What distinguishes CUTS is its clean and neat presentation: Each piece of meat is vacuum-sealed and wrapped in folding paper to ensure the quality and safety of the product. The dry-aged bone-in rib eye, wagyu tenderloin and Harri Lamb are considered the finest selections if you are looking for moist and tender options.


Traditional Arab cuisine makes entry into Kabul

Updated 08 March 2021

Traditional Arab cuisine makes entry into Kabul

  • Fine dining spots open in Afghan capital despite growing political instability

KABUL: An Afghan entrepreneur has opened Kabul’s first restaurant offering traditional Arab cuisine to high-end diners.

Launched on March 1 on the fourth floor of an upmarket shopping center in Afghanistan’s capital, Al-Arab Mandi offers a variety of dishes famous in the Gulf region and beyond, promising authentic flavors and ambience with Arab music, separate dining rooms for families and a place to smoke shisha.

The restaurant’s speciality is mandi, a traditional meat and rice dish with a distinctive blend of spices that originates from the Arabian Peninsula. The owner, Abdul Mujib Rahmat, who is in his early 30s, has brought over a Yemeni chef and imports the spices from the Gulf to ensure that the original taste is preserved.

Most of the staff are Afghans who, like the owner, have spent many years in the Middle East.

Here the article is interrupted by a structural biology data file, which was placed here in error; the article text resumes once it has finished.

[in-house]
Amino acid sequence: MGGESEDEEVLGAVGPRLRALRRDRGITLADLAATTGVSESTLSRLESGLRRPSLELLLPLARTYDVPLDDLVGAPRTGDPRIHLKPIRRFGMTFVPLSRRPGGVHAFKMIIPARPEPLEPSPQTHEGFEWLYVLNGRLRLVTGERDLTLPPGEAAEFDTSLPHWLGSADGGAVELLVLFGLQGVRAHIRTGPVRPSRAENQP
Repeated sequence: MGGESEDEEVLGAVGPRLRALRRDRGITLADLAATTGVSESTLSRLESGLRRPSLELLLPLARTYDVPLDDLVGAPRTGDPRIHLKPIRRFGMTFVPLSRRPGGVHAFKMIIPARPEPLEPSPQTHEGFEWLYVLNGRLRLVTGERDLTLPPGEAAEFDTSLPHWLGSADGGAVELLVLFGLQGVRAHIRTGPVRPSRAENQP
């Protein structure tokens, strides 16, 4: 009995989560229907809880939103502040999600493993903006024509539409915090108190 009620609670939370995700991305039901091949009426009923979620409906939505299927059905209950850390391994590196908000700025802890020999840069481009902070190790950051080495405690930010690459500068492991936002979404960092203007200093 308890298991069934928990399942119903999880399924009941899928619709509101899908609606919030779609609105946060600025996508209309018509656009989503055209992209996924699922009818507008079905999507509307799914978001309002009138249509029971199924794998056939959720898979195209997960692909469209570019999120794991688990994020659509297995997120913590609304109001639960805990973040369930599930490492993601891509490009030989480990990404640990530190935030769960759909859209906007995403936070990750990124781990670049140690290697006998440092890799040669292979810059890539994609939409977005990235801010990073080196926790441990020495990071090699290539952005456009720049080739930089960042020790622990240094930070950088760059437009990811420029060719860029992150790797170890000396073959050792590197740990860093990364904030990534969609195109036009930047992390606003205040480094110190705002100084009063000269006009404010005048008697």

“Indirectly, we are offering a means of livelihood for some 250 people,” Rahmat told Arab News.  

He said he had invested several hundred thousand dollars in the restaurant, which would have been cheaper elsewhere, but he wanted to offer jobs at home.

“I could have built two restaurants with the same amount of money in Turkey ... but thought it would be good to offer an income for people here who are more deserving, regardless of any income for myself, as long as I make ends meet,” he said.

While several Kabul restaurants have Middle Eastern dishes on their menus, Rahmat’s is the first one in the capital focused entirely on Arab cuisine, offering, besides mandi, traditional delicacies such as lamb madfoon, whole lamb, different kebabs and traditional fish dishes.  

The restaurant is the latest of the fine dining spots that continue to open in Kabul despite growing political instability and security concerns, as foreign troops based in the country are expected to leave the war-torn country soon.

“We want our customers to feel comfortable, like a prince, to enjoy their time here and forget about the calamities that have been going on here,” the restaurant’s general manager, Elyas Walizada, told Arab News.

Although dining at Al-Arab Mandi is not a cheap experience, customers say it is worth the price.

“I had heard about Arabic food but had not eaten it before,” said one of the diners, lawyer Jawad Turab. “I personally found it delicious and healthier because they use less oil.”

“I think I may come at least once a month and encourage friends and others who can afford it to come here,” he said. “You really can relax and can enjoy the meal.”

What We Are Eating Today: O’Dolma

Updated 05 March 2021

What We Are Eating Today: O’Dolma

O’Dolma is an Iraqi restaurant in Jeddah that offers dolma, a signature Middle Eastern dish of vine leaves, vegetables stuffed with rice, and meat.